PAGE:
It is quite difficult to estimate a cost for such a solution since the solution is gratis. However, since the solution is sponsored by commercial links, a measure of the cost can be estimated through the number of clicks made by each user every month. Another measure of the cost can be estimated from the use of resources required to provide the Cloud service.

We found that typical users tends to click once a month and that commercial links are priced between 0.1€ and 1€, with a typical price of 0.5€. This gives a low estimate of the "price" of gratis Cloud groupware. If we included the time spent by employee to watch commercial links, this cost would probably be higher.

Another estimation is based on the usage of physical resources and human sources required to produce the service.

The hardware cost of the service depends mostly on the cost of storage rather than on the cost of CPU. With a typical cost of 100 € for 1 terabyte of storage on a hard disk and an average of 7 GB allocated per user, we reach a hardware cost of 0.03€ per month. We took into account in this calculation the fact that storage is duplicated (ie. 14 GB are needed to provided 7 GB of redundant storage). We also took into account the fact that some users use all the 7GB storage while others mostly nothing, with an average usage of 3.5 GB. We consider the cost of CPU or RAM to be close to zero since most users are only connected a small part of the day. Memory is then shared very efficiently by using a kind of multi-tenant architecture.

Intangible costs per user depend on the number of real users, since only those users are likely to provide turnover through commercial links and can be considered as equivalent to users of a traditional approach.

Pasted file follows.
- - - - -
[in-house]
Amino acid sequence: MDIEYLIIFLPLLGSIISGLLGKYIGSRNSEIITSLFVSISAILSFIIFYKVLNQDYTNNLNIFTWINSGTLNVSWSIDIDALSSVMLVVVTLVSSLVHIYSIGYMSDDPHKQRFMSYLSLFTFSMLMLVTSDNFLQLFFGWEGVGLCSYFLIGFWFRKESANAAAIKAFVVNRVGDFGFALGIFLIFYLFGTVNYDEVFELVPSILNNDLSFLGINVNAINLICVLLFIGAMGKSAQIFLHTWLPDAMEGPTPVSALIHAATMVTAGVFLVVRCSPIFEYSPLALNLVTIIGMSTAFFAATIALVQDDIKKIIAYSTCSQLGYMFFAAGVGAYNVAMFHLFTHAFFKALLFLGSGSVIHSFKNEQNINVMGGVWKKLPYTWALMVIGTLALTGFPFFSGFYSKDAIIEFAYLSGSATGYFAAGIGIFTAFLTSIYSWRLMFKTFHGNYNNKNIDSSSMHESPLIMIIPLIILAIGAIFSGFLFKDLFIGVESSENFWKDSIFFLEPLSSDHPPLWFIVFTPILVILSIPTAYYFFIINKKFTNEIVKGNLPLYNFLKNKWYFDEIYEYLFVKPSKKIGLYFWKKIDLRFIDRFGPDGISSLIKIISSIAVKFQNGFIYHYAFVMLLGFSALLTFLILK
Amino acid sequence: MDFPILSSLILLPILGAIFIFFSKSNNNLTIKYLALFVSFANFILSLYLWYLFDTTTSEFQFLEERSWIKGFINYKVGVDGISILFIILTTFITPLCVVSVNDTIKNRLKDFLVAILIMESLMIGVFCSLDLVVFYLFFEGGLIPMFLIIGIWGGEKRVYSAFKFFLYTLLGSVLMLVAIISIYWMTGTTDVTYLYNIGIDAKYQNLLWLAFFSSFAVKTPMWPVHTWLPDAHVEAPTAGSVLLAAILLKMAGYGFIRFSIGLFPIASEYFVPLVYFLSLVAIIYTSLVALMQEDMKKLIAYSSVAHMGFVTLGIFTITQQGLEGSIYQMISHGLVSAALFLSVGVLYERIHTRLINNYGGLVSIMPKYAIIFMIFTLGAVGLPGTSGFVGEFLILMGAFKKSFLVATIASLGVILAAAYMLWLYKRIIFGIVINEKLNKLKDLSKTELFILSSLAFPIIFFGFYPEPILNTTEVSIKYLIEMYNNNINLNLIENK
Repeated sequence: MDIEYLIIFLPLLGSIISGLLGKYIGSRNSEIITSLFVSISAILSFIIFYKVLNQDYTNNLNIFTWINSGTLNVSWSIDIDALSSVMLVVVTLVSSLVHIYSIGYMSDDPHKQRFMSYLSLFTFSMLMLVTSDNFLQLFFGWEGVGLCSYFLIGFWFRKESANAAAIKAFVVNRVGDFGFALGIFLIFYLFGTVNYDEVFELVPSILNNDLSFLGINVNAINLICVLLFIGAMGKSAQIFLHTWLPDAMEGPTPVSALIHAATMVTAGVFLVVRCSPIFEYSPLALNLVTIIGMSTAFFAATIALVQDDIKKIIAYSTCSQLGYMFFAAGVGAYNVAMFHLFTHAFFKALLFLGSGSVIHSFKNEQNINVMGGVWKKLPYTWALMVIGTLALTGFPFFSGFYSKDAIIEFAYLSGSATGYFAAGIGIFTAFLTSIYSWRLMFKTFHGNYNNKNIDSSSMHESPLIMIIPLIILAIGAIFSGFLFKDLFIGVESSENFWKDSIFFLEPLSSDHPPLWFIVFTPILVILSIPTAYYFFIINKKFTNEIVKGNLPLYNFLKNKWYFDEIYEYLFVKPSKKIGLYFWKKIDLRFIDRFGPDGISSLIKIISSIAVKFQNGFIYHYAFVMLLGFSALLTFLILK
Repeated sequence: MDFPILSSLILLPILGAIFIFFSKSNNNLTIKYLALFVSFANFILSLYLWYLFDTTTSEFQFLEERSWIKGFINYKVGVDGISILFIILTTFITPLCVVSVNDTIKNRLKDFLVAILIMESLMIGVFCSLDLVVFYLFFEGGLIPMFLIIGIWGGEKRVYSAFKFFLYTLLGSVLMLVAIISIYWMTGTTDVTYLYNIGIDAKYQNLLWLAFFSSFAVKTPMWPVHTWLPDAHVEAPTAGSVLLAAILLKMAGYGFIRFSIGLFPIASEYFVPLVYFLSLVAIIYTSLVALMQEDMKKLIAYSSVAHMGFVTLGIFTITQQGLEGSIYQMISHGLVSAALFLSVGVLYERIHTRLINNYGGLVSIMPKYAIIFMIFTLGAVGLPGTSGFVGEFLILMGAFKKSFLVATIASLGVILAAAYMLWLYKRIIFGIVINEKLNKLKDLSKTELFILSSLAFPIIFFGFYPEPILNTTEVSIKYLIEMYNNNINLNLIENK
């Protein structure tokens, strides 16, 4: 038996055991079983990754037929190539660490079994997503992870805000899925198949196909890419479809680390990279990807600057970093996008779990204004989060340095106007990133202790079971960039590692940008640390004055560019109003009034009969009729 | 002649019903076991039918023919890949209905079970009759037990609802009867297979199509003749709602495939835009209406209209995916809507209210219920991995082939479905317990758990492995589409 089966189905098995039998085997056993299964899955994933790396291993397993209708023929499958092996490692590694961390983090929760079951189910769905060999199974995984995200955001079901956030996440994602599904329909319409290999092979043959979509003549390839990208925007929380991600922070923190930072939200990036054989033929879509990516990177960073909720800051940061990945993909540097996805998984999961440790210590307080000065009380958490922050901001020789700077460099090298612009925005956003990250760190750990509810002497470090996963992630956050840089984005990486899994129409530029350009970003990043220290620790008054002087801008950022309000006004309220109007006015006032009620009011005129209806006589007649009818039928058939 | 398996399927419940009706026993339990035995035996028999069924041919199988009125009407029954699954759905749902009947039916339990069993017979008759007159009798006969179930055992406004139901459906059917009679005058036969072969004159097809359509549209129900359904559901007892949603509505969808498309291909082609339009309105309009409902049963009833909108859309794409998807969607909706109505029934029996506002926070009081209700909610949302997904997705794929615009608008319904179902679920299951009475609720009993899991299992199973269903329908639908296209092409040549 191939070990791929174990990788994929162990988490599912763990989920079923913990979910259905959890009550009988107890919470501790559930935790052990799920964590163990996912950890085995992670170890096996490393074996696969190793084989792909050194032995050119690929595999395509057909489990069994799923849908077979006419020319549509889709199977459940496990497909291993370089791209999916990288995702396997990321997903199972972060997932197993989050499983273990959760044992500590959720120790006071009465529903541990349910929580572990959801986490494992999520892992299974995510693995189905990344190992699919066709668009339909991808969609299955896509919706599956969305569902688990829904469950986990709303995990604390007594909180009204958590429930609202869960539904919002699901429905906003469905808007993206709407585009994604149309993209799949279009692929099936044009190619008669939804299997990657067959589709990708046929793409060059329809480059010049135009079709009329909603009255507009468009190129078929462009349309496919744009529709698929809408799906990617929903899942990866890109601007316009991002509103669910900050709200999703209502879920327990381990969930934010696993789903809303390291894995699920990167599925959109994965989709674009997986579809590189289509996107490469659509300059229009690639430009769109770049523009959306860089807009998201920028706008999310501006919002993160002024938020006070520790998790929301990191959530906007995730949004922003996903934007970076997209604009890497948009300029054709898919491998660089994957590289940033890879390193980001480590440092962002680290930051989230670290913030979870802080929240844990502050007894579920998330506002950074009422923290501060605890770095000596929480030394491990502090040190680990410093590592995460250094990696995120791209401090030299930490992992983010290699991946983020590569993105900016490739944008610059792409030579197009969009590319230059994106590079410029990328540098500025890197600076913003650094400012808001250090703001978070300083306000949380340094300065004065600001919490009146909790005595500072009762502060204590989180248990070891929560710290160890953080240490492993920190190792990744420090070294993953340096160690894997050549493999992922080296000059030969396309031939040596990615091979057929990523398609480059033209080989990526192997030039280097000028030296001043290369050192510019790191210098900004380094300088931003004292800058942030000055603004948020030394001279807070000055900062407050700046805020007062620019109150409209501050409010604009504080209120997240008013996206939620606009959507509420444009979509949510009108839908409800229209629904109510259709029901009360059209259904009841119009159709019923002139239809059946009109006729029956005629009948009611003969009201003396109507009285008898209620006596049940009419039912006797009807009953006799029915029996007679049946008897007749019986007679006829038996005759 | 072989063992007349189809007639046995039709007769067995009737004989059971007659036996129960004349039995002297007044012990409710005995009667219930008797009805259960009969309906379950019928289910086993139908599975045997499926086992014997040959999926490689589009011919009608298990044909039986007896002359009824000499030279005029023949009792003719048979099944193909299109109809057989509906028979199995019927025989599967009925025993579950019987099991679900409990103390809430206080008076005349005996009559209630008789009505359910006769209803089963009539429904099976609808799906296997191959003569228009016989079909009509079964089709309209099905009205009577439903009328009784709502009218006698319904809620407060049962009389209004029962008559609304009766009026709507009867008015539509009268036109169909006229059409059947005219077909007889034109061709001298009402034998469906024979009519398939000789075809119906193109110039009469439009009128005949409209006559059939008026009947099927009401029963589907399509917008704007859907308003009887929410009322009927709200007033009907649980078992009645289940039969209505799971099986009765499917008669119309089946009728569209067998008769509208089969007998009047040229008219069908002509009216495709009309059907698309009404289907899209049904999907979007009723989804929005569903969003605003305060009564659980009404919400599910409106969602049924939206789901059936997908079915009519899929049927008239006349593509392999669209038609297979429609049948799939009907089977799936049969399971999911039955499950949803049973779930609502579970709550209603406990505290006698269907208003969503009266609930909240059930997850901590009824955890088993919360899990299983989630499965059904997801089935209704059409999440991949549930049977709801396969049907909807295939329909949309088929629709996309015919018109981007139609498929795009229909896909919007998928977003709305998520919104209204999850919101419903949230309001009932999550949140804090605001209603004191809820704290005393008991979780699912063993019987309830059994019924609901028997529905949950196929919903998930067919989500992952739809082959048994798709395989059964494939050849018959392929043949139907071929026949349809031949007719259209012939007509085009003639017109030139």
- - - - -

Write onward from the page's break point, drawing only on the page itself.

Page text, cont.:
Gratis cloud services usually have many subscribers and much less real users, especially simultaneous users. The number of real users is a figure which is difficult de find and is suprisingly lower than the figures published by marketing departments. For example, one of the largest dating services in the world reaches daily a peak of 30,000 simultaneous connections. The number of "real" users can thus be estimated to be 3 to 10 times this value if we take into account time differences, which gives a figure 100,000 real users. We could imagine that 1% proprierty cloud groupware users also use dating services, which gives a value of 10,000,000 real and active users for cloud groupware (the 1% ratio is a typical low ratio found for all love related commercial services). Another estimate could be based on the number of registered users in facebook, less than one billion, and a 1% ratio to convert registered users into real users. We also reach by this reasoning the same figure of 10,000,000 real users. The 1% ratio is quite typical of Web 2.0 services: people subscribe to them much more than they actually use them. The 1% ratio is probably overestimated since many gratis services rather show a 1 to 1000 rate between real users and subscribed users.